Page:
Bermuda renames holiday after famous slave

Legislators have voted to change the name of a holiday named in honour of the sea captain who founded Bermuda more than 400 years ago and rename a national holiday after a once enslaved Bermudian who became a heroine of the abolitionist movement in Britain.

The legislation, which was tabled in the House of Assembly on Friday, will see Somers Day become Mary Prince Day.

Mary Prince (Photo: Face2FaceAfrica Society)

Community Minister Lovitta Foggo said the commemoration of Mary Prince, created a national hero in 2012, was “symbolically important”.

She added that the two-day Cup Match holiday’s link to the emancipation of the enslaved in 1834 had been enshrined in its first day, Emancipation Day.

The second day of the Cup Match holiday was named after Admiral Sir George Somers, who ran aground in Bermuda aboard the Sea Venture on July 28, 1609, which led to the permanent British settlement of the island. Somers died in Bermuda the following year aged 56.

It was a one-off official holiday in 1931 and incorporated into the two-day Cup Match public holiday in 1947.

The holiday is accompanied by a two-day cricket between two clubs at each end of the island, St George’s and current cup holders Somerset, which was first played in 1902.

The amendment, which will come into effect on January 1 next year, deleted his name from the date and substituted “Mary Prince Day”.

Foggo told the House of Assembly that Prince was “recognised on the world stage for the crucial role she played in the abolishment of slavery throughout the British Empire”.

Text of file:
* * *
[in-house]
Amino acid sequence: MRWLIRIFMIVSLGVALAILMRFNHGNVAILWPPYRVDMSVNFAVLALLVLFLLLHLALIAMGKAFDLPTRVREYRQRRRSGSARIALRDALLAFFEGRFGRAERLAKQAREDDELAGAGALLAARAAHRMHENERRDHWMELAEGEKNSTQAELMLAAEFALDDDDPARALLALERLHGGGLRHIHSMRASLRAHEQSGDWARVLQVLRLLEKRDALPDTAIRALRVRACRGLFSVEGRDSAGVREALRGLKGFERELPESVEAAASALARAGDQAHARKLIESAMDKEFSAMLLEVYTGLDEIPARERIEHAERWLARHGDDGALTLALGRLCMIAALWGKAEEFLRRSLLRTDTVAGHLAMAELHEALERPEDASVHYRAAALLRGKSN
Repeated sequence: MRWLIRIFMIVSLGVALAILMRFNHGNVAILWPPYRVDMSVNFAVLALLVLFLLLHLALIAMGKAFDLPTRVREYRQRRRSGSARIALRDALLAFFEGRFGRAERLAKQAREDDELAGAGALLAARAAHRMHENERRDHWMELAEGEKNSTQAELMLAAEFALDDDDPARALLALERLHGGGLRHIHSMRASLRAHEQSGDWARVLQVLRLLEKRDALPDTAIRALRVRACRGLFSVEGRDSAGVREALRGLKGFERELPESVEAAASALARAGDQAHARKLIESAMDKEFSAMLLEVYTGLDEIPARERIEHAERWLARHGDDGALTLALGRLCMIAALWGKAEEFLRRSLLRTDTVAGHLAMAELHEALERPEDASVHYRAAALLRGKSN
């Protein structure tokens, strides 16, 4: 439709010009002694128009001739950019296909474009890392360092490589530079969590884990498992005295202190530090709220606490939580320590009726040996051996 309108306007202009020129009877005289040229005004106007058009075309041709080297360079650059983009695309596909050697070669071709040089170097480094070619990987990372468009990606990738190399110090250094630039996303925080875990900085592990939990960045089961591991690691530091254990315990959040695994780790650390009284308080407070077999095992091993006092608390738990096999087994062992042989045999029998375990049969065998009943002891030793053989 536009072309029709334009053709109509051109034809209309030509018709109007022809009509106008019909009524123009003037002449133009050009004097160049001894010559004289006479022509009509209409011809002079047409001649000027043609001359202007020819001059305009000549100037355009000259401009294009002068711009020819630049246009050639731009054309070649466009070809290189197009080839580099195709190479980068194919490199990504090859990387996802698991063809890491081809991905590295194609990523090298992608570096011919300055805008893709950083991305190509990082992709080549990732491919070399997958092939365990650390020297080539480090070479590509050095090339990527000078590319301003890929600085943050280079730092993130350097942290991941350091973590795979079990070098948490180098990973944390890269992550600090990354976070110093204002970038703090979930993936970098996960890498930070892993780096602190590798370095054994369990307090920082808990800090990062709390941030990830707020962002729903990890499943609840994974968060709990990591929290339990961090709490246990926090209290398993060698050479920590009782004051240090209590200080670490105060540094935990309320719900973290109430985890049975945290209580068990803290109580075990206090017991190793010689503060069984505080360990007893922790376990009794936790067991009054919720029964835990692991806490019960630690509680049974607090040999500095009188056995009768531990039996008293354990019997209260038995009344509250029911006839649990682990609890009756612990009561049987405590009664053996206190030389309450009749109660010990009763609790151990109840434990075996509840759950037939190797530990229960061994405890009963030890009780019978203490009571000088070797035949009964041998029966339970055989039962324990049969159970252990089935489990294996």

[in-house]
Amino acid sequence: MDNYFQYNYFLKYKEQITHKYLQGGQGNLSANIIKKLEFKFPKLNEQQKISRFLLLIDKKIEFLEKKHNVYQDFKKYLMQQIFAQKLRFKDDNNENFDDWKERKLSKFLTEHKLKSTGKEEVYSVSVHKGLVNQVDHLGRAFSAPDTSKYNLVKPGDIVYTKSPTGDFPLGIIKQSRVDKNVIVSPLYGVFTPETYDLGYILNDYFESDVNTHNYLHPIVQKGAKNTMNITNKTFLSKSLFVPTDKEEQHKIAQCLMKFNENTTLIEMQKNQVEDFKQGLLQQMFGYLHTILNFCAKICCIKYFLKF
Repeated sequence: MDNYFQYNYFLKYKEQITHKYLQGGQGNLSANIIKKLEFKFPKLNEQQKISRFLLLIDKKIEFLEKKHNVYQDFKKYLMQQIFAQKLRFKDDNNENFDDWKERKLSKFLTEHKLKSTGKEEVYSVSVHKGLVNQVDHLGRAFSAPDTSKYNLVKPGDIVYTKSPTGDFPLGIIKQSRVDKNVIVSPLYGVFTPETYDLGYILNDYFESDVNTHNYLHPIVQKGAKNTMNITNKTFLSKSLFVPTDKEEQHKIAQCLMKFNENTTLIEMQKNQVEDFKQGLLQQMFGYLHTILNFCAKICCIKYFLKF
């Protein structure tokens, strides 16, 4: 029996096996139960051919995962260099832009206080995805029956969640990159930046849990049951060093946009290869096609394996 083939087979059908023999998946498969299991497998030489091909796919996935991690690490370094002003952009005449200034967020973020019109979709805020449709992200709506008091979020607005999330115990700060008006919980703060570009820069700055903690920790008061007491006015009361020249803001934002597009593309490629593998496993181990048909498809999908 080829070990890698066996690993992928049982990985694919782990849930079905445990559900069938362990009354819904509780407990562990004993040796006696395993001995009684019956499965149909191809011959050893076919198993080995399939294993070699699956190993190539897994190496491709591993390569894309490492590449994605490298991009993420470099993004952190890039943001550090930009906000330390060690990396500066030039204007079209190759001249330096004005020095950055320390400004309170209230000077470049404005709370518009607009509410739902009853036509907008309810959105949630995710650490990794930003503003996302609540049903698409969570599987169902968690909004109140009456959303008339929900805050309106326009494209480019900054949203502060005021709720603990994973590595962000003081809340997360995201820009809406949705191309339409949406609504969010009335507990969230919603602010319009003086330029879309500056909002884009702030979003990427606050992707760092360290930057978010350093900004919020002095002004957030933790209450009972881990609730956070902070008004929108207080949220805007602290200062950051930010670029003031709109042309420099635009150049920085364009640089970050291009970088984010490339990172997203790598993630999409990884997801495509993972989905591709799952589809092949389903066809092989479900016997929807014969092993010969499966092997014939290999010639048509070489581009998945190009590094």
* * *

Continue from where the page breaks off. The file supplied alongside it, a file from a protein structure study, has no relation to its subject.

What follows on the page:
Her autobiography, The History of Mary Prince, published in 1831, was a first-hand account of the brutality of slavery in Bermuda.

Foggo said she recognised there were “some who will not be in favour of this change”.

“It is time for historical truths to be told. Mary Prince led the fight for the freedom of enslaved Africans throughout the Caribbean.”

“It is an unfortunate reality that because of our country’s history of racial discord that some Bermudians do not always see the history that celebrates the accomplishments and contributions of black Bermudians as belonging to them also.”

She added: “I think it is important to note that the history of Sir George Somers and the founding of Bermuda does not belong to white Bermudians alone — it is the history of all Bermudians.”

The move was backed by government backbenchers Christopher Famous and Rolfe Commissiong, who had called for the change.

Famous, who started to petition for the name change in August 2018, said he was “very proud to see this come to fruition”.

“It is time for historical truths to be told. Mary Prince led the fight for the freedom of enslaved Africans throughout the Caribbean. It is only fitting that we recognise her during our Emancipation celebrations,” he said.